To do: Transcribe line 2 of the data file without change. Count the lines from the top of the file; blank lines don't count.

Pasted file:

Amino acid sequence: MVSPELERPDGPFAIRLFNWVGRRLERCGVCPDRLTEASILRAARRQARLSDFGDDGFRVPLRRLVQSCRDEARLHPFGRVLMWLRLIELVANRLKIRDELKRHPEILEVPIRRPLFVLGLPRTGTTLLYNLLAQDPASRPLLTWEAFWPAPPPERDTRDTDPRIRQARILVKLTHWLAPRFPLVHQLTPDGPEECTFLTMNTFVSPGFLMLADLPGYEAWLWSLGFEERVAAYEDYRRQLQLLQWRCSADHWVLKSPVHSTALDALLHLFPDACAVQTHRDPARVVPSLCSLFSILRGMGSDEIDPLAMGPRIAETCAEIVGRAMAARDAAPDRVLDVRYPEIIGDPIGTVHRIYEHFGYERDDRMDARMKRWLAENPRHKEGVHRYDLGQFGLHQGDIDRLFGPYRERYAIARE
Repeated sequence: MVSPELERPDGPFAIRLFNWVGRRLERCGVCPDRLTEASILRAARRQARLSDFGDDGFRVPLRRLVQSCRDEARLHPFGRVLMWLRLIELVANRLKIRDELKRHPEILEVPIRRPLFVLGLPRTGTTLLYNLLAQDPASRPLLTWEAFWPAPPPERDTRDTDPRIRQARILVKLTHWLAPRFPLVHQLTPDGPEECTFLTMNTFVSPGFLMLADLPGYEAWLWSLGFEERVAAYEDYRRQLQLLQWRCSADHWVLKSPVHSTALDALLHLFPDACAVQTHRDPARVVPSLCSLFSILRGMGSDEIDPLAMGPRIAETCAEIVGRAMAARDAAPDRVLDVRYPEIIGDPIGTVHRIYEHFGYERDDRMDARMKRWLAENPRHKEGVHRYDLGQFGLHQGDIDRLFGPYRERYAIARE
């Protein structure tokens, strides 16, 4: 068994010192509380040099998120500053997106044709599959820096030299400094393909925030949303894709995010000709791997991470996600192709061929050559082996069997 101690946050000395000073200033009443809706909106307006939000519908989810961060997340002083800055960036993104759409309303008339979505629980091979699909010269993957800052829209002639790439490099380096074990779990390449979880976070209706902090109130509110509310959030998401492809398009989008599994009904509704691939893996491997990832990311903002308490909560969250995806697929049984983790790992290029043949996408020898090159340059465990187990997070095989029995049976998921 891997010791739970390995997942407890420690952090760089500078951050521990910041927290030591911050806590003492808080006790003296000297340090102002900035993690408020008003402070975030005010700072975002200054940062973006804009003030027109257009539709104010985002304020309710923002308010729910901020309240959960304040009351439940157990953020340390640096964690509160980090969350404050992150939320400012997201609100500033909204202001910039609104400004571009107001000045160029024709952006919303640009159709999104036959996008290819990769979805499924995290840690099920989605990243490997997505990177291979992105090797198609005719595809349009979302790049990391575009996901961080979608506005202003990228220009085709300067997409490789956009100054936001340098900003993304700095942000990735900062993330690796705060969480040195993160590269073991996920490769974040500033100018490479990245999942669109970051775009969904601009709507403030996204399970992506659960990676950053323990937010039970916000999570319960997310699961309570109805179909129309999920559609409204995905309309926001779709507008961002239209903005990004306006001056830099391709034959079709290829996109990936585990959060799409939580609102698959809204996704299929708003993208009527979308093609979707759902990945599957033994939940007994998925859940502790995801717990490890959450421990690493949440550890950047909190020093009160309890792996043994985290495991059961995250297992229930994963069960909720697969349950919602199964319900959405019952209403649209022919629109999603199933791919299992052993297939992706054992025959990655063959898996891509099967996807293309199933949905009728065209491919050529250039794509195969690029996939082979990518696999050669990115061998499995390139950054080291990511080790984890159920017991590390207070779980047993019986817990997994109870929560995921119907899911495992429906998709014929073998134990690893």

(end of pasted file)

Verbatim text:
Repeated sequence: MVSPELERPDGPFAIRLFNWVGRRLERCGVCPDRLTEASILRAARRQARLSDFGDDGFRVPLRRLVQSCRDEARLHPFGRVLMWLRLIELVANRLKIRDELKRHPEILEVPIRRPLFVLGLPRTGTTLLYNLLAQDPASRPLLTWEAFWPAPPPERDTRDTDPRIRQARILVKLTHWLAPRFPLVHQLTPDGPEECTFLTMNTFVSPGFLMLADLPGYEAWLWSLGFEERVAAYEDYRRQLQLLQWRCSADHWVLKSPVHSTALDALLHLFPDACAVQTHRDPARVVPSLCSLFSILRGMGSDEIDPLAMGPRIAETCAEIVGRAMAARDAAPDRVLDVRYPEIIGDPIGTVHRIYEHFGYERDDRMDARMKRWLAENPRHKEGVHRYDLGQFGLHQGDIDRLFGPYRERYAIARE